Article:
You can greatly benefit from reducing energy consumption on the five days of the year when the highest demand on the electricity grid occurs. Peak demand typically arises in afternoon hours during summer months. NOAA predicts that much of the United States will experience higher-than-normal temperatures this summer, which would suggest increased demand. Usage can be reduced by dimming lighting, adjusting thermostat settings, shutting down equipment, using onsite power generators, or scheduling operations during nighttime hours.
Many electricity utility companies notify local news outlets on days when peak demand is likely to occur, prompting the media to encourage consumers to reduce usage during peak demand hours. In some regions, customers can subscribe to alerts that notify them to reduce consumption during specific peak demand timeframes. Utility websites and local news websites, as well as grid system websites, such as the PJM webpage, are good resources to check for notifications.
Chart displaying the top ten peak demand days in PJM. Note that the vast majority are in mid/late July.
Additionally, consumers can enroll in Demand Response programs to receive payments for agreeing to voluntarily reduce consumption when notified. Demand Response programs are beneficial because customers are alerted when the five peak demand days each year are likely to occur, enabling them to relieve the grid and receive payments.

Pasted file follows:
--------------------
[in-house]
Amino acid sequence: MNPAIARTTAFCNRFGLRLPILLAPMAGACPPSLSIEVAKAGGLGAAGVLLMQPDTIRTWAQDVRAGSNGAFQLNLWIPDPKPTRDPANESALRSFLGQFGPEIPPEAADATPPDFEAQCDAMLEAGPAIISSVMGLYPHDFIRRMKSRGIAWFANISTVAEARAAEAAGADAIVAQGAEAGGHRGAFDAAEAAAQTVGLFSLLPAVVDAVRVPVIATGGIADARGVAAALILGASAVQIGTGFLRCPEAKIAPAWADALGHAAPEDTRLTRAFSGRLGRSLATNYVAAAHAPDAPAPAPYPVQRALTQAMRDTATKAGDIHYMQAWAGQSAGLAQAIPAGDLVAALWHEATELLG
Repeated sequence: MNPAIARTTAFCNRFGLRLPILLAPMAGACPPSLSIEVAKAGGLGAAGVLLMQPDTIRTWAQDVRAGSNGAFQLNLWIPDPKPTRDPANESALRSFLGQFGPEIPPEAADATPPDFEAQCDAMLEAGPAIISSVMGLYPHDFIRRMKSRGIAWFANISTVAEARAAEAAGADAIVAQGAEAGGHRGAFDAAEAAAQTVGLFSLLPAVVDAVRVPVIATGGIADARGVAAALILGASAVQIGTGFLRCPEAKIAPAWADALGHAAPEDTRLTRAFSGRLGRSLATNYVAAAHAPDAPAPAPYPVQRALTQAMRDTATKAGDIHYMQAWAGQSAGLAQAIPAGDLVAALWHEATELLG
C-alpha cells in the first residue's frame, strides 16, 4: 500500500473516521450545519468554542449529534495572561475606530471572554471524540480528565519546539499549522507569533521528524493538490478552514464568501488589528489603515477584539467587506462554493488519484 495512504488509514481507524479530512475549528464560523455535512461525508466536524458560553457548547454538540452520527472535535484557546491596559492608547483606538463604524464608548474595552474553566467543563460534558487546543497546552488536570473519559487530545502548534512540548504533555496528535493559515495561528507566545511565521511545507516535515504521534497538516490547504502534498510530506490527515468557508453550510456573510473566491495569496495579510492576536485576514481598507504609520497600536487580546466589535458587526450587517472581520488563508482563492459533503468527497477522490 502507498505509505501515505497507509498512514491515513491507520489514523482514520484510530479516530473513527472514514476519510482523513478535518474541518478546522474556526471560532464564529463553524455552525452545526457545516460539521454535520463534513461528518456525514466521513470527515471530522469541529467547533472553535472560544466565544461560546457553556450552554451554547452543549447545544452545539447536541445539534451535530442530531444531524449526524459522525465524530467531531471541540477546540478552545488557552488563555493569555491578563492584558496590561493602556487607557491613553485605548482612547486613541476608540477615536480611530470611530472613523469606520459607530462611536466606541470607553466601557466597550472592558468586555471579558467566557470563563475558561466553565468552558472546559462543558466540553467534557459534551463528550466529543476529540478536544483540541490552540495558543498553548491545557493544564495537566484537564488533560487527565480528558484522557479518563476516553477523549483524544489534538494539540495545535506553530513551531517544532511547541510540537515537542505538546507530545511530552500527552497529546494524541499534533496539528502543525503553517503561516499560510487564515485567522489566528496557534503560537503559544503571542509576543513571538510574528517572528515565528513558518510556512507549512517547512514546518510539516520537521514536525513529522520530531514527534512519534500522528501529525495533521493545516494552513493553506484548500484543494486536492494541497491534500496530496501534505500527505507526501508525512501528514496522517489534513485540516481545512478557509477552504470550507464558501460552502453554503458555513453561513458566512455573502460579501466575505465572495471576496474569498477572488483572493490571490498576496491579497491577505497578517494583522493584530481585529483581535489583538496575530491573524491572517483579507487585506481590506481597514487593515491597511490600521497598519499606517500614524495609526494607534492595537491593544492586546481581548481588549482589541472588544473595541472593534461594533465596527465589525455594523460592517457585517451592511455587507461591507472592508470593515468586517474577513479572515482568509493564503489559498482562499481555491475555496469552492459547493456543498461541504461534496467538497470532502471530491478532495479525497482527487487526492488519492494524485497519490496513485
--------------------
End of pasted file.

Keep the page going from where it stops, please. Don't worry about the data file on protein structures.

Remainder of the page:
Electric utility companies measure and average each customer’s energy demand in kilowatts on the five highest demand days of each year. That average, known as peak load contribution (PLC), can be reduced and managed through best practices. Electric utilities and suppliers use each customer’s PLC, or “installed capacity tag,” from the prior year to calculate monthly capacity costs, which appear as a line item on customer electricity bills. Your peak load contribution in 2017 will determine your monthly capacity costs in 2018.
Customers should review their bills and be able to identify their PLCs at a glance. The PLC may be listed as “demand charge” or “billed load KW” on some customer bills. If you have any questions regarding your PLC or energy bill, contact the APPI Energy customer service team for a courtesy evaluation at 800-520-6685.